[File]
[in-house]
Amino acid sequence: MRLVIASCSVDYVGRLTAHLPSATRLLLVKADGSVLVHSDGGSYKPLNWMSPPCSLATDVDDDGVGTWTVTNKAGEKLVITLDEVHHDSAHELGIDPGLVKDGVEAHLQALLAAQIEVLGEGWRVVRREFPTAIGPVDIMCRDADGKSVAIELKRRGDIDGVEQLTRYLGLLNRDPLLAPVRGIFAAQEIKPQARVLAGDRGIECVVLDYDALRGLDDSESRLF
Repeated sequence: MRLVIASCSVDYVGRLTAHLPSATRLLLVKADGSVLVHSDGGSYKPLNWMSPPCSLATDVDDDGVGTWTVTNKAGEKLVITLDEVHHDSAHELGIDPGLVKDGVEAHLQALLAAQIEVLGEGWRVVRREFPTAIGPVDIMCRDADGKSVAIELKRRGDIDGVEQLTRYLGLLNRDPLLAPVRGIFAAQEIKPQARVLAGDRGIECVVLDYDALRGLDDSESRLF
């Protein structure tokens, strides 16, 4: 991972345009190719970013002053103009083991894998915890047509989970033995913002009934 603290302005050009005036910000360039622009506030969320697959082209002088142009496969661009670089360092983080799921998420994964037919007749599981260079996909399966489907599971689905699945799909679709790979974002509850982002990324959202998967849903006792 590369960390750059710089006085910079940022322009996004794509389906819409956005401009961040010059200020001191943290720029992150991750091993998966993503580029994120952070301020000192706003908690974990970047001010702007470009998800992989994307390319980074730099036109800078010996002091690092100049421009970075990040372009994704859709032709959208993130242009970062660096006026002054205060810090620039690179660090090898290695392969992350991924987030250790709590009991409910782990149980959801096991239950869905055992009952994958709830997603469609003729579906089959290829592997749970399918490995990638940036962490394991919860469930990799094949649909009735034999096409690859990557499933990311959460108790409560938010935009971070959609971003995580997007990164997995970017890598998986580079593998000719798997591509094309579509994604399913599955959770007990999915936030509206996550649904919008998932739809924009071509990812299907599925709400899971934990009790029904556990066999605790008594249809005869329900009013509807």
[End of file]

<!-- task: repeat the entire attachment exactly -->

[in-house]
Amino acid sequence: MRLVIASCSVDYVGRLTAHLPSATRLLLVKADGSVLVHSDGGSYKPLNWMSPPCSLATDVDDDGVGTWTVTNKAGEKLVITLDEVHHDSAHELGIDPGLVKDGVEAHLQALLAAQIEVLGEGWRVVRREFPTAIGPVDIMCRDADGKSVAIELKRRGDIDGVEQLTRYLGLLNRDPLLAPVRGIFAAQEIKPQARVLAGDRGIECVVLDYDALRGLDDSESRLF
Repeated sequence: MRLVIASCSVDYVGRLTAHLPSATRLLLVKADGSVLVHSDGGSYKPLNWMSPPCSLATDVDDDGVGTWTVTNKAGEKLVITLDEVHHDSAHELGIDPGLVKDGVEAHLQALLAAQIEVLGEGWRVVRREFPTAIGPVDIMCRDADGKSVAIELKRRGDIDGVEQLTRYLGLLNRDPLLAPVRGIFAAQEIKPQARVLAGDRGIECVVLDYDALRGLDDSESRLF
């Protein structure tokens, strides 16, 4: 991972345009190719970013002053103009083991894998915890047509989970033995913002009934 603290302005050009005036910000360039622009506030969320697959082209002088142009496969661009670089360092983080799921998420994964037919007749599981260079996909399966489907599971689905699945799909679709790979974002509850982002990324959202998967849903006792 590369960390750059710089006085910079940022322009996004794509389906819409956005401009961040010059200020001191943290720029992150991750091993998966993503580029994120952070301020000192706003908690974990970047001010702007470009998800992989994307390319980074730099036109800078010996002091690092100049421009970075990040372009994704859709032709959208993130242009970062660096006026002054205060810090620039690179660090090898290695392969992350991924987030250790709590009991409910782990149980959801096991239950869905055992009952994958709830997603469609003729579906089959290829592997749970399918490995990638940036962490394991919860469930990799094949649909009735034999096409690859990557499933990311959460108790409560938010935009971070959609971003995580997007990164997995970017890598998986580079593998000719798997591509094309579509994604399913599955959770007990999915936030509206996550649904919008998932739809924009071509990812299907599925709400899971934990009790029904556990066999605790008594249809005869329900009013509807």